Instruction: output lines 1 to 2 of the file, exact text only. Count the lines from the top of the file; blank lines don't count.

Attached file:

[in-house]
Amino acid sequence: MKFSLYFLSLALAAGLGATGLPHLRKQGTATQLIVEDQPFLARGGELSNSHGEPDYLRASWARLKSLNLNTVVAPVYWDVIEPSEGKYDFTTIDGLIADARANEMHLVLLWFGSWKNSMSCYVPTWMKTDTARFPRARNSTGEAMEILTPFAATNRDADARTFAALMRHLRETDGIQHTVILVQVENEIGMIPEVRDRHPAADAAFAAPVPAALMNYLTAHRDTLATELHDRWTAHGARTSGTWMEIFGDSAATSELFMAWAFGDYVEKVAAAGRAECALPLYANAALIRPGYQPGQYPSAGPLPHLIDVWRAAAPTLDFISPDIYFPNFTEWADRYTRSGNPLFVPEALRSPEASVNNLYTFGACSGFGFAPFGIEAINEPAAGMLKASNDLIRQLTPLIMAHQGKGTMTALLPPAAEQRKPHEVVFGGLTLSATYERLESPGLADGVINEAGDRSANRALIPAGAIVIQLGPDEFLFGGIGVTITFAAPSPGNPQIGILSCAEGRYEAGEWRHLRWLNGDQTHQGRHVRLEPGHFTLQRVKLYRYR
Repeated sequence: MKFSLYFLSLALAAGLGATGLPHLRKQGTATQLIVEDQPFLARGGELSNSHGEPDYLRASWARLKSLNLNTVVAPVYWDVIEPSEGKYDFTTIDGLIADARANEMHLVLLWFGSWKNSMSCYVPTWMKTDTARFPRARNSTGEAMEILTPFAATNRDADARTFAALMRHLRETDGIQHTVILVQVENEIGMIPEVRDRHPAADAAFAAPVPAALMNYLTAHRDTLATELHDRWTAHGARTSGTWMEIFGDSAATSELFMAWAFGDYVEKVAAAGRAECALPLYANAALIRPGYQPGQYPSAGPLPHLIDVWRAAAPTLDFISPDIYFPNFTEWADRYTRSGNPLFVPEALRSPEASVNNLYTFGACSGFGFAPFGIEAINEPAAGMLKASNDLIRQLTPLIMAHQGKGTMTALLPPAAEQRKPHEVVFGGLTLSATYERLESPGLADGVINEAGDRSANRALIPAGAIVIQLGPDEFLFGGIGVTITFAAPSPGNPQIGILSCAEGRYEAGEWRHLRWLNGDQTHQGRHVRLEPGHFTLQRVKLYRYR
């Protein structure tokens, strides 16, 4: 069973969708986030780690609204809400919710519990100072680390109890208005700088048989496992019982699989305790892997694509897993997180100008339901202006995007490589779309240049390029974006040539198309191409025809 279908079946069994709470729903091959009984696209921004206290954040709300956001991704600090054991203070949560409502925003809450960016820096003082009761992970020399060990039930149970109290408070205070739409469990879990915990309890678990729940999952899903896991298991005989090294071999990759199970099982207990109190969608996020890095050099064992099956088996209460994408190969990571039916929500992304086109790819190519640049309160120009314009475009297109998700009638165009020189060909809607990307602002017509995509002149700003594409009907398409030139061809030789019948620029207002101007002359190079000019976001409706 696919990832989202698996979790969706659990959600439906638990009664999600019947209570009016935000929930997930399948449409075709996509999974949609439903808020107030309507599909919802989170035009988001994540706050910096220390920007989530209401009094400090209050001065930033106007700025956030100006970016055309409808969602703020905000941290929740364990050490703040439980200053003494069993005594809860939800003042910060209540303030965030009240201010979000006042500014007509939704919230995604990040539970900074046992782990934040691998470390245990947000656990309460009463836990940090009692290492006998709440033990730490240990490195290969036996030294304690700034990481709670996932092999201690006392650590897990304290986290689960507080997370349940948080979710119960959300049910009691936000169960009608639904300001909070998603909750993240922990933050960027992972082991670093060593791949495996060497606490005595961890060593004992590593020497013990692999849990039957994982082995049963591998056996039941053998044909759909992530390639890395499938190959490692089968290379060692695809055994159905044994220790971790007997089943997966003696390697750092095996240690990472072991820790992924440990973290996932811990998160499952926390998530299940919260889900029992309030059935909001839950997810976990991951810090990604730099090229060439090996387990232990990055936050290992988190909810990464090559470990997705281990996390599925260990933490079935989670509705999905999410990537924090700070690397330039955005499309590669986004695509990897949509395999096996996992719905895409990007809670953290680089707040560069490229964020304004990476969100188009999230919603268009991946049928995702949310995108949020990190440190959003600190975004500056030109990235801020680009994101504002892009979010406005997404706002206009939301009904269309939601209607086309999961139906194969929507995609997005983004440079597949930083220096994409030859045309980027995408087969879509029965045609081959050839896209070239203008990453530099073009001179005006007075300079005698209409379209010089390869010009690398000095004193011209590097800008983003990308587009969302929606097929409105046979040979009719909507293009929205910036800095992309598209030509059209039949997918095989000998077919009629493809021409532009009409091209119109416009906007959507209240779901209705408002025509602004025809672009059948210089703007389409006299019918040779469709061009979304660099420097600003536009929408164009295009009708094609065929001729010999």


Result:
[in-house]
Amino acid sequence: MKFSLYFLSLALAAGLGATGLPHLRKQGTATQLIVEDQPFLARGGELSNSHGEPDYLRASWARLKSLNLNTVVAPVYWDVIEPSEGKYDFTTIDGLIADARANEMHLVLLWFGSWKNSMSCYVPTWMKTDTARFPRARNSTGEAMEILTPFAATNRDADARTFAALMRHLRETDGIQHTVILVQVENEIGMIPEVRDRHPAADAAFAAPVPAALMNYLTAHRDTLATELHDRWTAHGARTSGTWMEIFGDSAATSELFMAWAFGDYVEKVAAAGRAECALPLYANAALIRPGYQPGQYPSAGPLPHLIDVWRAAAPTLDFISPDIYFPNFTEWADRYTRSGNPLFVPEALRSPEASVNNLYTFGACSGFGFAPFGIEAINEPAAGMLKASNDLIRQLTPLIMAHQGKGTMTALLPPAAEQRKPHEVVFGGLTLSATYERLESPGLADGVINEAGDRSANRALIPAGAIVIQLGPDEFLFGGIGVTITFAAPSPGNPQIGILSCAEGRYEAGEWRHLRWLNGDQTHQGRHVRLEPGHFTLQRVKLYRYR